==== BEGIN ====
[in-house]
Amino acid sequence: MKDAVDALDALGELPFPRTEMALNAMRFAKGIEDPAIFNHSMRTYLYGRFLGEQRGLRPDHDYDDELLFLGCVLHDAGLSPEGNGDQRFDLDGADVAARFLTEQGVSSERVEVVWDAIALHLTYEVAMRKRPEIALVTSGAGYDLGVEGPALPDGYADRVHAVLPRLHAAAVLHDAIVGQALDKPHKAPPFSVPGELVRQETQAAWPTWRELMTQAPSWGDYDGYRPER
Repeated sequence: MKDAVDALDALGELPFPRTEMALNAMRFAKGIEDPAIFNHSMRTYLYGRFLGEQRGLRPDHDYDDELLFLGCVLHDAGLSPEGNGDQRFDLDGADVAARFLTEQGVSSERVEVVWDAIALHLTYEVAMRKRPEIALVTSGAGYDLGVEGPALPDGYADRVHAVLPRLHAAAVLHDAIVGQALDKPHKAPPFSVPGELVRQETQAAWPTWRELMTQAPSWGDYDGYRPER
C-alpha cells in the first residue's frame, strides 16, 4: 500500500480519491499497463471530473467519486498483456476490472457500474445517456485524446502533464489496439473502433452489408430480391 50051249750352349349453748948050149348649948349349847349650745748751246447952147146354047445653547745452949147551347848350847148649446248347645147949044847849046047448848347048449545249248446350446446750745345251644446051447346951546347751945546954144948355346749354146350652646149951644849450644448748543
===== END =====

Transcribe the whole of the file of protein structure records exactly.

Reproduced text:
[in-house]
Amino acid sequence: MKDAVDALDALGELPFPRTEMALNAMRFAKGIEDPAIFNHSMRTYLYGRFLGEQRGLRPDHDYDDELLFLGCVLHDAGLSPEGNGDQRFDLDGADVAARFLTEQGVSSERVEVVWDAIALHLTYEVAMRKRPEIALVTSGAGYDLGVEGPALPDGYADRVHAVLPRLHAAAVLHDAIVGQALDKPHKAPPFSVPGELVRQETQAAWPTWRELMTQAPSWGDYDGYRPER
Repeated sequence: MKDAVDALDALGELPFPRTEMALNAMRFAKGIEDPAIFNHSMRTYLYGRFLGEQRGLRPDHDYDDELLFLGCVLHDAGLSPEGNGDQRFDLDGADVAARFLTEQGVSSERVEVVWDAIALHLTYEVAMRKRPEIALVTSGAGYDLGVEGPALPDGYADRVHAVLPRLHAAAVLHDAIVGQALDKPHKAPPFSVPGELVRQETQAAWPTWRELMTQAPSWGDYDGYRPER
C-alpha cells in the first residue's frame, strides 16, 4: 500500500480519491499497463471530473467519486498483456476490472457500474445517456485524446502533464489496439473502433452489408430480391 50051249750352349349453748948050149348649948349349847349650745748751246447952147146354047445653547745452949147551347848350847148649446248347645147949044847849046047448848347048449545249248446350446446750745345251644446051447346951546347751945546954144948355346749354146350652646149951644849450644448748543